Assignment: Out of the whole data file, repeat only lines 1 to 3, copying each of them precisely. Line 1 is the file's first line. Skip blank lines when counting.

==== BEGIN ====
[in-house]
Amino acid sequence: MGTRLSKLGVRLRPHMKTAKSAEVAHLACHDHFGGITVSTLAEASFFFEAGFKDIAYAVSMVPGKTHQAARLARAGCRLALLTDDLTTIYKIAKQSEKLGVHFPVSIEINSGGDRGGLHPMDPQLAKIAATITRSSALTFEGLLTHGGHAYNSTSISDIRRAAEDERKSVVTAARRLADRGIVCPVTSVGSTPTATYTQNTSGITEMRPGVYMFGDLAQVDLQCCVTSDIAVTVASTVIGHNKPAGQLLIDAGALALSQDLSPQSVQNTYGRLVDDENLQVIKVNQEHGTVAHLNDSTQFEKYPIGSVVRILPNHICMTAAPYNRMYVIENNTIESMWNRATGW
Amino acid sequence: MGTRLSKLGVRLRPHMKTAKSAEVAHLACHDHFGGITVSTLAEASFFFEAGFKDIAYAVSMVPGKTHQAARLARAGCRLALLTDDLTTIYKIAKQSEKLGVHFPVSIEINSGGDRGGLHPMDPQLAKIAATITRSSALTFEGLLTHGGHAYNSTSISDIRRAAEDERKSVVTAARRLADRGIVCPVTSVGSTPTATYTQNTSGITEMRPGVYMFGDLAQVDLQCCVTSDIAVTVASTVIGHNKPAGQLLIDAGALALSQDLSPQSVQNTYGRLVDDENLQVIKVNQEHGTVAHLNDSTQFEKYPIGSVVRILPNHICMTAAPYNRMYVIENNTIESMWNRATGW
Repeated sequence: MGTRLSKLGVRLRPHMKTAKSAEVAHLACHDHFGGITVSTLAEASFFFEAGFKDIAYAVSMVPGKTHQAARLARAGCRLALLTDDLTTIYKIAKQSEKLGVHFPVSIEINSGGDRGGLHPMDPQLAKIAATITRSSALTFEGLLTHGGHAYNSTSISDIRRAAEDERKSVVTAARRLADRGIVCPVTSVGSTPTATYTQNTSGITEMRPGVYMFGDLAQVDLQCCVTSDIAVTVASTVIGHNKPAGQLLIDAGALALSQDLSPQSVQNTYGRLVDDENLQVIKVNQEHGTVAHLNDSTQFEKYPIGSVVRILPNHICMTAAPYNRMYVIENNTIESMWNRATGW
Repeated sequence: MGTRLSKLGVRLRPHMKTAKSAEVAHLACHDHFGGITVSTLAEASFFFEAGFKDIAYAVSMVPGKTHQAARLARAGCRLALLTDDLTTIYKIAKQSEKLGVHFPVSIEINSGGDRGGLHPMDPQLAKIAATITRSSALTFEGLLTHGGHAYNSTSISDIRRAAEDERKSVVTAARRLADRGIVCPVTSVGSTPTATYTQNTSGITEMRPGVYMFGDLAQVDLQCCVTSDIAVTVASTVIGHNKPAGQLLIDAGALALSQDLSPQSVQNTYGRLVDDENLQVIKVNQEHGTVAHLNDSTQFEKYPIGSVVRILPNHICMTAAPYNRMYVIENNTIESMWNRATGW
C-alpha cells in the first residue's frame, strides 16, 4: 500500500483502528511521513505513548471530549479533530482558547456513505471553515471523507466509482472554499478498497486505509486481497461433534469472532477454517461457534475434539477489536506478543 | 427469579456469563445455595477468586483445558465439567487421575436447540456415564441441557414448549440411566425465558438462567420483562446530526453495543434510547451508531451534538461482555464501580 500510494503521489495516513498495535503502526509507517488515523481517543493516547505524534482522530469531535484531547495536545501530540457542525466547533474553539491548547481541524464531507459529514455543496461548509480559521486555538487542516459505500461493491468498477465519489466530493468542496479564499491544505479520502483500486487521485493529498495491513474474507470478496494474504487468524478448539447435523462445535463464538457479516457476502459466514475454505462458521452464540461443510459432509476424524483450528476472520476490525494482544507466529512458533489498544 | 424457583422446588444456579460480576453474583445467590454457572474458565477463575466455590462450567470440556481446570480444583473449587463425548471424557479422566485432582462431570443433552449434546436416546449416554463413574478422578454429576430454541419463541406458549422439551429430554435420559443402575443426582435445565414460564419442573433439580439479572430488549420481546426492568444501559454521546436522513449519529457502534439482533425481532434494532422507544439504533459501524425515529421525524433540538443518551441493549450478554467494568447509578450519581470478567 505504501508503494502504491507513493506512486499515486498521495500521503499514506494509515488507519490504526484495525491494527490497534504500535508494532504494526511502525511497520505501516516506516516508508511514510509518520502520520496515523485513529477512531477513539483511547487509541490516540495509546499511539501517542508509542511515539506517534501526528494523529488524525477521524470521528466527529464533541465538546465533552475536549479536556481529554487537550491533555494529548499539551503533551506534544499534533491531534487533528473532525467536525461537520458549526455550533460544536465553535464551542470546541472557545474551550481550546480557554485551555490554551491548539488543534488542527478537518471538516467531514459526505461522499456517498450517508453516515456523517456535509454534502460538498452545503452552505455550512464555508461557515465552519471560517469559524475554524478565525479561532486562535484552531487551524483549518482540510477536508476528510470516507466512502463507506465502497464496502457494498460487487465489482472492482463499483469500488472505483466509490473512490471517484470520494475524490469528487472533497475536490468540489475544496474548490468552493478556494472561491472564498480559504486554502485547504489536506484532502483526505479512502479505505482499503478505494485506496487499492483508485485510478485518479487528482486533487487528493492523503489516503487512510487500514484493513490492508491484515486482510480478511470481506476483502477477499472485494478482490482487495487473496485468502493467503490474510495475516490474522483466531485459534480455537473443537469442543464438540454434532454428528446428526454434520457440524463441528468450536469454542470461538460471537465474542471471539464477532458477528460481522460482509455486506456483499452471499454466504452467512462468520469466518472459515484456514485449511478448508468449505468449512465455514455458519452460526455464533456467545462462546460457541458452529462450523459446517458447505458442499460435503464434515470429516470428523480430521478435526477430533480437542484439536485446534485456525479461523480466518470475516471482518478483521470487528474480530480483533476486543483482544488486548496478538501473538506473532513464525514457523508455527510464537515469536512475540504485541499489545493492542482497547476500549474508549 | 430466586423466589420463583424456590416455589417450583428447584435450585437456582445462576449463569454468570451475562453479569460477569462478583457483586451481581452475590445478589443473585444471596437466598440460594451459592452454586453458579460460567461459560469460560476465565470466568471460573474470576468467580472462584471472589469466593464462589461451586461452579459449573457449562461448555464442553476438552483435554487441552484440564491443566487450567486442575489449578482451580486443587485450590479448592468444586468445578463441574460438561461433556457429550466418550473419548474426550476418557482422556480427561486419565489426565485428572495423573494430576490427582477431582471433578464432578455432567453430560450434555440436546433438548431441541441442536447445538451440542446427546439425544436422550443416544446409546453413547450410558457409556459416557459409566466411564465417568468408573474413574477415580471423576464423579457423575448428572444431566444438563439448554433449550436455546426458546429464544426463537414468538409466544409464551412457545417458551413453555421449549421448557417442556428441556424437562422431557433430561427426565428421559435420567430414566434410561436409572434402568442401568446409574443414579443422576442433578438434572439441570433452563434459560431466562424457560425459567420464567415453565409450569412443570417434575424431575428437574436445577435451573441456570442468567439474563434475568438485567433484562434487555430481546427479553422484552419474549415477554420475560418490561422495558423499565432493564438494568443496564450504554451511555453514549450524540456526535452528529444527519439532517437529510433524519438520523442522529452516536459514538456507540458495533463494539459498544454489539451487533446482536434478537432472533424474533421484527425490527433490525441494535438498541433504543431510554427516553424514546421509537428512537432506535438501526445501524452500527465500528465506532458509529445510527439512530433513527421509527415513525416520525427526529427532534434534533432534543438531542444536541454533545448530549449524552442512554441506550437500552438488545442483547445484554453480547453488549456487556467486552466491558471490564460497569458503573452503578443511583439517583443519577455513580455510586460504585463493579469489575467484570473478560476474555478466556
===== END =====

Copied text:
[in-house]
Amino acid sequence: MGTRLSKLGVRLRPHMKTAKSAEVAHLACHDHFGGITVSTLAEASFFFEAGFKDIAYAVSMVPGKTHQAARLARAGCRLALLTDDLTTIYKIAKQSEKLGVHFPVSIEINSGGDRGGLHPMDPQLAKIAATITRSSALTFEGLLTHGGHAYNSTSISDIRRAAEDERKSVVTAARRLADRGIVCPVTSVGSTPTATYTQNTSGITEMRPGVYMFGDLAQVDLQCCVTSDIAVTVASTVIGHNKPAGQLLIDAGALALSQDLSPQSVQNTYGRLVDDENLQVIKVNQEHGTVAHLNDSTQFEKYPIGSVVRILPNHICMTAAPYNRMYVIENNTIESMWNRATGW
Amino acid sequence: MGTRLSKLGVRLRPHMKTAKSAEVAHLACHDHFGGITVSTLAEASFFFEAGFKDIAYAVSMVPGKTHQAARLARAGCRLALLTDDLTTIYKIAKQSEKLGVHFPVSIEINSGGDRGGLHPMDPQLAKIAATITRSSALTFEGLLTHGGHAYNSTSISDIRRAAEDERKSVVTAARRLADRGIVCPVTSVGSTPTATYTQNTSGITEMRPGVYMFGDLAQVDLQCCVTSDIAVTVASTVIGHNKPAGQLLIDAGALALSQDLSPQSVQNTYGRLVDDENLQVIKVNQEHGTVAHLNDSTQFEKYPIGSVVRILPNHICMTAAPYNRMYVIENNTIESMWNRATGW